In this chapter I review some of the philosophical and broader socioeconomic roots and issues surrounding commercial arbitration. The dispute settlement procedures of the nafta and ait are discussed in more detail in chapter 10. While the ait is a domestic agreement, its main dispute resolution provisions were adapted and adopted from models of international commercial arbitration. Moreover, as already indicated, the resolution of the domestic ait mmt dispute effectively destroyed the Canadian government’s case in the international nafta mmt dispute. Thus, a deeper and broader analysis of international commercial arbitration seems to be appropriate.

    Graham (1987, 96) explained that...

  13. 10 Dispute Settlement in the NAFTA and AIT
    (pp. 199-221)

    This chapter provides a general overview of the most salient features of the dispute settlement provisions in the nafta and ait, and of critical assessments of those features. Four chapters of the nafta have dispute settlement provisions. Generally speaking, Chapter 11 provisions apply to investment, Chapter 14 to financial services, Chapter 19 to anti-dumping and countervailing duty, and Chapter 20 to interpretations and applications of the nafta. Chapter 11 is divided into three sections. Section A describes the general scope of the chapter, including relatively standard international trade treaty rules for such things as national treatment, most-favored nation, minimum standards...

  14. 11 Ethyl Corporation’s Claims against the Government of Canada under the NAFTA
    (pp. 222-236)

    In this chapter and the next I review and evaluate the claims and counterclaims of the disputants in the nafta mmt case, and of the tribunal.

    Ethyl Corporation filed itsNotice of Intent to Submit a Claim to Arbitration under Section B of Chapter 11 of NAFTAon 10 September 1996, and itsNotice of Arbitration under the Arbitration Rules of UNCITRAL and NAFTAon 14 April 1997.

    In accordance with uncitral Article 3, Ethyl Corporation demanded arbitration, named itself as claimant and the Government of Canada as respondent, described the nature of the claim, and asked for the arbitration...

  15. 12 Government of Canada’s Response to Ethyl’s Claims under the NAFTA and the Tribunal’s Award on Jurisdiction
    (pp. 237-254)

    The Government of Canada filed itsStatement of Defence in the Matter of an Arbitration under Chapter 11 of the North American Free Trade Agreement Between Ethyl Corporation (Claimant/Investor) v. Government of Canada (Respondent/ Party)on 27 November 1997 (Hughes, Evernden, and Tyhurst 1997). Strictly speaking, theDefencereplied to both theNotice of Arbitrationand theStatement of Claim. Briefly, Canada’s position was that the nafta tribunal was “without jurisdiction to entertain Ethyl’s claim,” theMMT Actwas “legitimate regulation,” no national treatment obligation had been breached, no performance requirement was imposed, no investment was expropriated, no measure was...

  16. 13 Alberta’s Claims against the Government of Canada under the AIT
    (pp. 255-264)

    In this and the two following two chapters I review and evaluate the claims and counter-claims of the disputants in the ait mmt case.

    On 28 April 1997 the Government of Alberta (complainant) requested consultations with the Government of Canada (respondent) in accordance with the ait Annex 1510.1. This action was undertaken in response to a request from the oil refiners of Alberta, acting through the cppi. Neither Ethyl Canada nor Ethyl Corporation are members of the cppi (pd9/22, 1995c, 4), although cppi members are certainly Ethyl’s biggest customers and all three share many common interests. The federal government’s strategy...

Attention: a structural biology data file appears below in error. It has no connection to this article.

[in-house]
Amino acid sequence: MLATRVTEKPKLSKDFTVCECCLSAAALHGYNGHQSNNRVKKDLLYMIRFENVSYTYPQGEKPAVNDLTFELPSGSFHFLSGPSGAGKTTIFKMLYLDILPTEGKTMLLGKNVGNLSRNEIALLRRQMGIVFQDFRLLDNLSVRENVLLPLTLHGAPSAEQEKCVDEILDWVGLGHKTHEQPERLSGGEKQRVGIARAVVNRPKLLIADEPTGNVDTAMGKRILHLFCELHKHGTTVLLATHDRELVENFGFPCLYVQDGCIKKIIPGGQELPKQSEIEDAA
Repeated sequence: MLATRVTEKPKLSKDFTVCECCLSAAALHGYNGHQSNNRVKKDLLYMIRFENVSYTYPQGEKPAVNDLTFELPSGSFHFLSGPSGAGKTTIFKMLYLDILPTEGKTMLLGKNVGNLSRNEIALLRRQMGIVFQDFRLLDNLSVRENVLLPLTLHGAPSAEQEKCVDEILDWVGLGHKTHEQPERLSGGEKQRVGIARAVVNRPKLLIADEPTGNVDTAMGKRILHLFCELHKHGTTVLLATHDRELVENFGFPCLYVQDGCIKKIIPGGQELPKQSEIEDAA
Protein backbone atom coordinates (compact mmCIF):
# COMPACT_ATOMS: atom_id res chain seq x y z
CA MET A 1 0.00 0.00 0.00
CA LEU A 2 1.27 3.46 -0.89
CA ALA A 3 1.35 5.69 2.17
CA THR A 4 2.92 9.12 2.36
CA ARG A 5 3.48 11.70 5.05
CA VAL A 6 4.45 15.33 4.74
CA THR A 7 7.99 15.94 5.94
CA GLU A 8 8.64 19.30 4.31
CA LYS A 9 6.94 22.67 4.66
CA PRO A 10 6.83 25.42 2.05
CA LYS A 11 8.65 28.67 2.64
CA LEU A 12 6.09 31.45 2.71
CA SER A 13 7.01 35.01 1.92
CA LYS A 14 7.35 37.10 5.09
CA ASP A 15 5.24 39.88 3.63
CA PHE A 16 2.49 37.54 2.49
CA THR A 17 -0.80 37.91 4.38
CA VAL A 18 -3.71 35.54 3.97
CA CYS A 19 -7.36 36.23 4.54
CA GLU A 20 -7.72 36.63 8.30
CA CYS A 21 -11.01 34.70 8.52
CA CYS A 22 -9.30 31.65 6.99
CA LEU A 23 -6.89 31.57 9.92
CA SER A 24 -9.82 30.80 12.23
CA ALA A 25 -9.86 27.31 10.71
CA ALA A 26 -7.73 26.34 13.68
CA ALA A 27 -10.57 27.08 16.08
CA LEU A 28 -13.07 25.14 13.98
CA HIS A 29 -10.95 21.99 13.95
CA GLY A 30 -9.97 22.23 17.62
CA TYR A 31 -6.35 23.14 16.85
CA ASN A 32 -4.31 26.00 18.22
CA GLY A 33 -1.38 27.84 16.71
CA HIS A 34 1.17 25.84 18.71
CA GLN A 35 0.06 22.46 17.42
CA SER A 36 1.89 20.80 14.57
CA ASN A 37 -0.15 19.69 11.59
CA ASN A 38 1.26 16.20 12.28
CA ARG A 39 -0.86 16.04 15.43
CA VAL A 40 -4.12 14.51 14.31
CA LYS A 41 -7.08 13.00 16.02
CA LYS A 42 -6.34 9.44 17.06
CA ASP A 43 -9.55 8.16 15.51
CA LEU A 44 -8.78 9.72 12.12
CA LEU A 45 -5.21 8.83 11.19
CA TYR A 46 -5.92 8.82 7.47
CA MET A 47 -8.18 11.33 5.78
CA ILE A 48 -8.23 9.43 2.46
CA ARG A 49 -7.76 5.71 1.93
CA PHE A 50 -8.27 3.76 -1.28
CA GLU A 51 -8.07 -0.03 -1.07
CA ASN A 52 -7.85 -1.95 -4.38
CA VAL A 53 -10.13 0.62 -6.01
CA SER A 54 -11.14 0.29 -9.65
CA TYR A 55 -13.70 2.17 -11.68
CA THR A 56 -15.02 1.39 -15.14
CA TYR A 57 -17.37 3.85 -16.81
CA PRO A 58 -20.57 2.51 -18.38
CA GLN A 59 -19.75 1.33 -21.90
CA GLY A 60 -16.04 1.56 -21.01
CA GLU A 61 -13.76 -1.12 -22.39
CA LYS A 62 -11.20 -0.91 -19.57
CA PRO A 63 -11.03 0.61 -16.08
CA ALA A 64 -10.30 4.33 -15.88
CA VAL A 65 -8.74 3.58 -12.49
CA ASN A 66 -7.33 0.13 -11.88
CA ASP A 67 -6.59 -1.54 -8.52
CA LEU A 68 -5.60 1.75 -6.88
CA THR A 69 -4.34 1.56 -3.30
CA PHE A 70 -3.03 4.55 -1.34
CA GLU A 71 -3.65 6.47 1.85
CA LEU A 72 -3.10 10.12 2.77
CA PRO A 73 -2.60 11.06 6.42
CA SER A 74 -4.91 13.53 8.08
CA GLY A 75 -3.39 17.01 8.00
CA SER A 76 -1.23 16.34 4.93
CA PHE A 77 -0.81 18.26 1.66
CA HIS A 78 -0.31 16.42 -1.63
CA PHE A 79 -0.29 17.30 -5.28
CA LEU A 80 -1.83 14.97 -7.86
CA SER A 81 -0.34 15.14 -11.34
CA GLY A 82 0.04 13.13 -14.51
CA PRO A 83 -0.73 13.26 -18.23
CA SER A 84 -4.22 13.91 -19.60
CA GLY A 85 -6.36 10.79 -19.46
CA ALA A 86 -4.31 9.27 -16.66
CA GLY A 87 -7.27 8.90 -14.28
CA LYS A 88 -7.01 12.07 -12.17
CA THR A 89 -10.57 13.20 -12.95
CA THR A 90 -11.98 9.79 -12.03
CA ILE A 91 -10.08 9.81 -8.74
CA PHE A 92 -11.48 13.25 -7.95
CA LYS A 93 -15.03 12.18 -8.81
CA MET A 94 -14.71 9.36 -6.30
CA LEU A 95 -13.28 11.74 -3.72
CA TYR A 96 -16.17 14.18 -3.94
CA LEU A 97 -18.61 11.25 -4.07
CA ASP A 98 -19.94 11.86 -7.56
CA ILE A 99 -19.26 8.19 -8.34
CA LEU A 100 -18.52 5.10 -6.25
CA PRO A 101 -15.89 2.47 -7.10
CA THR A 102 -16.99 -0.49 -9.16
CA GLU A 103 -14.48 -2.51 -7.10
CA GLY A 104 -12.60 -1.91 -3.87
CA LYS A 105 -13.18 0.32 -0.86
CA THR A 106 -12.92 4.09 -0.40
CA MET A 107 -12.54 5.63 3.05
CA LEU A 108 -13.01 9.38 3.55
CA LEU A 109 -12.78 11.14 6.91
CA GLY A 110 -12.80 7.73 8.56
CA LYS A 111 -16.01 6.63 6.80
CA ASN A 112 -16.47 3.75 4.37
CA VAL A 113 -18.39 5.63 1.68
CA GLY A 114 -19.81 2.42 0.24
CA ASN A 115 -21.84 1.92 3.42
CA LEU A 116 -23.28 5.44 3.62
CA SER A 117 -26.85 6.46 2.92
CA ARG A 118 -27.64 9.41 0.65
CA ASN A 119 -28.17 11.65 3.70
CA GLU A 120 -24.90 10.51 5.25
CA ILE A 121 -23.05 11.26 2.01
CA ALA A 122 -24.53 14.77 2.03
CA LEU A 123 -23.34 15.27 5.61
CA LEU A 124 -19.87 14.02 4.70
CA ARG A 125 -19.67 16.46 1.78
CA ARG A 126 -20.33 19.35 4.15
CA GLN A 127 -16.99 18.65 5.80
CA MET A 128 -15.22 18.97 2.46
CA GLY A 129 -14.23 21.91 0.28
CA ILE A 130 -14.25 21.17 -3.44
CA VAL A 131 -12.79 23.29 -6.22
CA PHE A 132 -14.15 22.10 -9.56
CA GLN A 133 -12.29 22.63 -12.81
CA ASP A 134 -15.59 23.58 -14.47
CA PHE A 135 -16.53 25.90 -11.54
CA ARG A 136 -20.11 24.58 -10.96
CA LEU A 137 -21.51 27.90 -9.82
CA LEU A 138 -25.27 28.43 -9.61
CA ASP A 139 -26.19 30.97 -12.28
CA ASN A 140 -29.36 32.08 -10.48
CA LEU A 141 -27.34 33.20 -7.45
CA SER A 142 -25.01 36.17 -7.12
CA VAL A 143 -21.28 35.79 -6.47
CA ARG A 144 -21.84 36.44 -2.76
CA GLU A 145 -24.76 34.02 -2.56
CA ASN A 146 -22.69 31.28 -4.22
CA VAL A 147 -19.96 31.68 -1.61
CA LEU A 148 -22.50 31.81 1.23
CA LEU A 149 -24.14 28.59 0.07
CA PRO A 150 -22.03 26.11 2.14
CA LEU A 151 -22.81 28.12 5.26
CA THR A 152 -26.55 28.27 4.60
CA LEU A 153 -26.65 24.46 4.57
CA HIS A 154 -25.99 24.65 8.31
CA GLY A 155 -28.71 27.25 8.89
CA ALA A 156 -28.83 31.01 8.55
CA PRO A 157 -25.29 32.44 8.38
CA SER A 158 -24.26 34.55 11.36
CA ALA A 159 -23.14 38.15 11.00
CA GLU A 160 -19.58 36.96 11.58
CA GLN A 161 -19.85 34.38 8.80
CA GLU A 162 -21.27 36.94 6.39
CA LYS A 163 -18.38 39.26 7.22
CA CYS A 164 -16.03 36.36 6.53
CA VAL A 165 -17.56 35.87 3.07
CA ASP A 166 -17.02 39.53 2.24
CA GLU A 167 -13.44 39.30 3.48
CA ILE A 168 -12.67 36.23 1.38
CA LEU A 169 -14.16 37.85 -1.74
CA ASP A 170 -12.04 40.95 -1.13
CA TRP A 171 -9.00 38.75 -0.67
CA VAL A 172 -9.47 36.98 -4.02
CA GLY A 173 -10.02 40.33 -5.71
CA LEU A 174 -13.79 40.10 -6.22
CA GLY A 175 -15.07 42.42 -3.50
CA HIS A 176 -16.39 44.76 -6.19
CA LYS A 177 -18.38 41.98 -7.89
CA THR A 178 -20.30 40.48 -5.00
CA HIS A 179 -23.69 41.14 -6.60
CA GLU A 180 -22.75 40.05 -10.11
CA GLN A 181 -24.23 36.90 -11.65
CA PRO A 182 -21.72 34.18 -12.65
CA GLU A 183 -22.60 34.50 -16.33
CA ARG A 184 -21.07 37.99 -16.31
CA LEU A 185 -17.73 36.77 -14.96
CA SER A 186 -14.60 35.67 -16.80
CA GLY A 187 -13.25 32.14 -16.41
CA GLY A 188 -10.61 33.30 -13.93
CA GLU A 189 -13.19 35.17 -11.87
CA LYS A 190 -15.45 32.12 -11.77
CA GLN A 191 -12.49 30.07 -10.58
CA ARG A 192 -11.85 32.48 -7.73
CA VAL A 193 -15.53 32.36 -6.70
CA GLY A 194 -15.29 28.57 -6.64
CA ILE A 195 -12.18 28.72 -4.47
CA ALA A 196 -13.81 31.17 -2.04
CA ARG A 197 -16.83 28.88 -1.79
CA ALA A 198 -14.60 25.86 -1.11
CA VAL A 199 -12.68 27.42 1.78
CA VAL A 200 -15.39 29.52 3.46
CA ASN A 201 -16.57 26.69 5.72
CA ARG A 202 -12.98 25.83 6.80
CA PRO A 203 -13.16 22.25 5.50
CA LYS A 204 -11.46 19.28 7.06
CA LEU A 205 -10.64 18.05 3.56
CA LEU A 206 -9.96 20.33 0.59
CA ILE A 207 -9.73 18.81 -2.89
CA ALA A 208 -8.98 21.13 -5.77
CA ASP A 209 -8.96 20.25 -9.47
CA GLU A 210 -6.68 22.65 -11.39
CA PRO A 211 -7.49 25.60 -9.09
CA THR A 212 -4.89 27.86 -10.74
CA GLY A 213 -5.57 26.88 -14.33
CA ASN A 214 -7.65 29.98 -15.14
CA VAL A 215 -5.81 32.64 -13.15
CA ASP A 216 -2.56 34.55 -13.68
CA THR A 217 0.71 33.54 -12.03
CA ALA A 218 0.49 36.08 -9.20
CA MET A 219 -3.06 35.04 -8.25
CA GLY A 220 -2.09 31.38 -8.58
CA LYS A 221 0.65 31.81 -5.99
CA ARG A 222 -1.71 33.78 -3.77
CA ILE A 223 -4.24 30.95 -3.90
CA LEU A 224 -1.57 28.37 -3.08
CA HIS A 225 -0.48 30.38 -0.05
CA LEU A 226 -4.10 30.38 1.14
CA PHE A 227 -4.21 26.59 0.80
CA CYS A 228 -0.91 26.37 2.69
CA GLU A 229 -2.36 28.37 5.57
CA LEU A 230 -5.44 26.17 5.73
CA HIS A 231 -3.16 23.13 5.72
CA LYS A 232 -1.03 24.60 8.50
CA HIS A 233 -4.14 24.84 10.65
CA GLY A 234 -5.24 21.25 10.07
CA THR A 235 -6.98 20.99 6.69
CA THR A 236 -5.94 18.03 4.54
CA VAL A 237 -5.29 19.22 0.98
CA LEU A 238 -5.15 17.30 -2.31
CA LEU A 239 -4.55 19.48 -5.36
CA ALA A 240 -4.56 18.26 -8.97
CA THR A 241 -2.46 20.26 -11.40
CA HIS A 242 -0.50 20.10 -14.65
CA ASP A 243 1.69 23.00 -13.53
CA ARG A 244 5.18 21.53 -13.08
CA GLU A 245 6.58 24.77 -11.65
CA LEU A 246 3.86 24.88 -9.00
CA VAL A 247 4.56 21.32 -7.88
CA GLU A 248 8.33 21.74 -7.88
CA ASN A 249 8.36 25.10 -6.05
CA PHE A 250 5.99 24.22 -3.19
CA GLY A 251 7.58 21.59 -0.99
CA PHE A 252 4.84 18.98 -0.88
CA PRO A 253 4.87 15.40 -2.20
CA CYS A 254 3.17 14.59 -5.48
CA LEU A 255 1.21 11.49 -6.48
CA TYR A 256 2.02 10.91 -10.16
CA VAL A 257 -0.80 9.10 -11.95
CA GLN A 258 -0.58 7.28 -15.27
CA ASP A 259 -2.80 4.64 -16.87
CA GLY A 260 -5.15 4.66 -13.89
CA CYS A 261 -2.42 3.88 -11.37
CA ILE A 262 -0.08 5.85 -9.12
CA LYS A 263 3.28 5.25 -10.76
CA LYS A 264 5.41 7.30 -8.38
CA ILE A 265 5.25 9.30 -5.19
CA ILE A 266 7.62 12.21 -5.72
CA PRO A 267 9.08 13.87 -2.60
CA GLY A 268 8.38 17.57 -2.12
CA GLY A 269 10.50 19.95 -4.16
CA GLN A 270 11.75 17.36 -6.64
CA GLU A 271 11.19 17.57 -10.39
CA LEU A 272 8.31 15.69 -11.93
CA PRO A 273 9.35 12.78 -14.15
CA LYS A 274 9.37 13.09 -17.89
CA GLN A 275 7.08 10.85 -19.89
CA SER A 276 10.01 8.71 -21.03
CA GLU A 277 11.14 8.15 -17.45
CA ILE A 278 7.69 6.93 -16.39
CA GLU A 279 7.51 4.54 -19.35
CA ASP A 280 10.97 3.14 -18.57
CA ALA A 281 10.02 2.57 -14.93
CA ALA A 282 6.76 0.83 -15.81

17. 14 Claims of the Governments of Québec and Saskatchewan against the Government of Canada under the AIT
    (pp. 265-283)

    In accordance with Article 1704.9, the Governments of Québec and Saskatchewan entered into the dispute. That article says that “Any Party that has a substantial interest in the matter in dispute, within the meaning of paragraph 10, is entitled to join the panel proceedings on delivery of written notice to the other Parties and the Secretariat within 15 days after the date of delivery of the request for establishment of a panel” (ait 2002).

    Article 1704.10 says that “A Party shall be deemed to have a substantial interest in the matter in dispute where: ... (b) in the case of...

  18. 15 Government of Canada’s Response to Provincial Claims under the AIT
    (pp. 284-318)

    The Government of Canada filed its writtenSubmission of the Responding Partyon 26 January 1998. Following a brief introduction, theSubmissionbegins with an explanation of the respondent’s view of the onus of proof, the standard of review, and the manner of weighing evidence that the panel ought to apply. In the third section the facts of the case are described as the respondent saw them. Next comes a section containing a point-by-point response to each of the Government of Alberta’s claims, followed by a section challenging certain additional alleged factual claims. A short conclusion includes Canada’s “request to...

  19. 16 AIT Report of the Article 1704 Panel
    (pp. 319-345)

    On 12 June 1998 the ait panel filed itsReport of the Article 1704 Panel Concerning a Dispute between Alberta and Canada regarding the Manganese-Based Fuel Additives Act. TheReportsummarized its authority, the complaint process followed, relevant provisions of the ait, operating principles, background of the complaint, its views on the complainant’s and respondent’s specific issues, its final determinations, and a dissenting opinion. Its appendices listed all participants and official documents, and summarized written submissions.

    When the panel met with advocates for both sides on Wednesday, 15 April 1998, one of the first issues the chair introduced involved the...

  20. 17 Conclusion
    (pp. 346-356)

    I began with the question: In the nafta dispute settlement involving mmt, were the broader community interests of most people in Canada served better or worse than the relatively narrower commercial trade interests of investors? My attempt to answer that question was complicated by the initiation of the ait dispute settlement. However, the answer to the basic question is that broader community interests, as assessed and defended by the Government of Canada, were crushed in favour of the narrower trade interests of the Ethyl Corporation and the petroleum industry, defended in one arena by the Ethyl Corporation and in the...

  21. APPENDIX ONE Relevant Parts of NAFTA
    (pp. 357-358)
  22. APPENDIX TWO Chronology of the MMT Case
    (pp. 359-368)
  23. APPENDIX THREE Relevant Parts of AIT
    (pp. 369-373)
  24. APPENDIX FOUR Participants in the AIT Panel Hearings
    (pp. 374-375)
  25. APPENDIX FIVE Copy of Letter from U.S. Corporations to U.S. Trade Representative
    (pp. 376-378)
  26. References
    (pp. 379-402)
  27. Index
    (pp. 403-419)